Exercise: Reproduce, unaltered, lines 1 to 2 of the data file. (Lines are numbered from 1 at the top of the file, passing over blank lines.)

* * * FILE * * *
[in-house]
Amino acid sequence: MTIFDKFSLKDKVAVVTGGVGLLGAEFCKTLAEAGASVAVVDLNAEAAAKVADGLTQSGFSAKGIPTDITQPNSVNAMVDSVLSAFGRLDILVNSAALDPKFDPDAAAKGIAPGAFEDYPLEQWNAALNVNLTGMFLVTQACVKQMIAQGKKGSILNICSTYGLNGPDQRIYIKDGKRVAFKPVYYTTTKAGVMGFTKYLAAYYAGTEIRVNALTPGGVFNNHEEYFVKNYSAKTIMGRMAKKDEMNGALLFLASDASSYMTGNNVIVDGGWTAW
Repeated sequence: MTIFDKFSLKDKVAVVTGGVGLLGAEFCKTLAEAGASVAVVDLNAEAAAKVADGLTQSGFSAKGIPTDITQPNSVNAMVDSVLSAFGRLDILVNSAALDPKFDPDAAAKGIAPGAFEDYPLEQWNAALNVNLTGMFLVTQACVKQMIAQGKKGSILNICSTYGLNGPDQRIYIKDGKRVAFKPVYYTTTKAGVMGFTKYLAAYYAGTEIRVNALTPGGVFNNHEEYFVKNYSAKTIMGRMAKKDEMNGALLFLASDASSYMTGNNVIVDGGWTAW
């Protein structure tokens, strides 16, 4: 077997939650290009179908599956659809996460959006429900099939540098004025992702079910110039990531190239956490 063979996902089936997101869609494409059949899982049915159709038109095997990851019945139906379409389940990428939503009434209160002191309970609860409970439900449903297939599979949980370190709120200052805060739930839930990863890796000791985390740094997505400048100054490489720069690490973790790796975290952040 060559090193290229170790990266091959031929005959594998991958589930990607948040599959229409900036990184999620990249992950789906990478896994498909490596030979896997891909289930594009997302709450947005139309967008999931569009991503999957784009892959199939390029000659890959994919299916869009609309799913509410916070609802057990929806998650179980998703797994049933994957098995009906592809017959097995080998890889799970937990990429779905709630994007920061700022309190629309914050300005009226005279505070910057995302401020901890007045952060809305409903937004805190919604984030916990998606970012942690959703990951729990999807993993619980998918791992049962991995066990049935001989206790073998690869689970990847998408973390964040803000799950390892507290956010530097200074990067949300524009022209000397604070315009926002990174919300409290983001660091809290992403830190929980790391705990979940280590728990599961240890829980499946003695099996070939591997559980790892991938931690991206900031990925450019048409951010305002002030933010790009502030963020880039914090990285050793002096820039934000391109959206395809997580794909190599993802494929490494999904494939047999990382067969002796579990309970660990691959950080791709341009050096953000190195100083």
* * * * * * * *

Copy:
[in-house]
Amino acid sequence: MTIFDKFSLKDKVAVVTGGVGLLGAEFCKTLAEAGASVAVVDLNAEAAAKVADGLTQSGFSAKGIPTDITQPNSVNAMVDSVLSAFGRLDILVNSAALDPKFDPDAAAKGIAPGAFEDYPLEQWNAALNVNLTGMFLVTQACVKQMIAQGKKGSILNICSTYGLNGPDQRIYIKDGKRVAFKPVYYTTTKAGVMGFTKYLAAYYAGTEIRVNALTPGGVFNNHEEYFVKNYSAKTIMGRMAKKDEMNGALLFLASDASSYMTGNNVIVDGGWTAW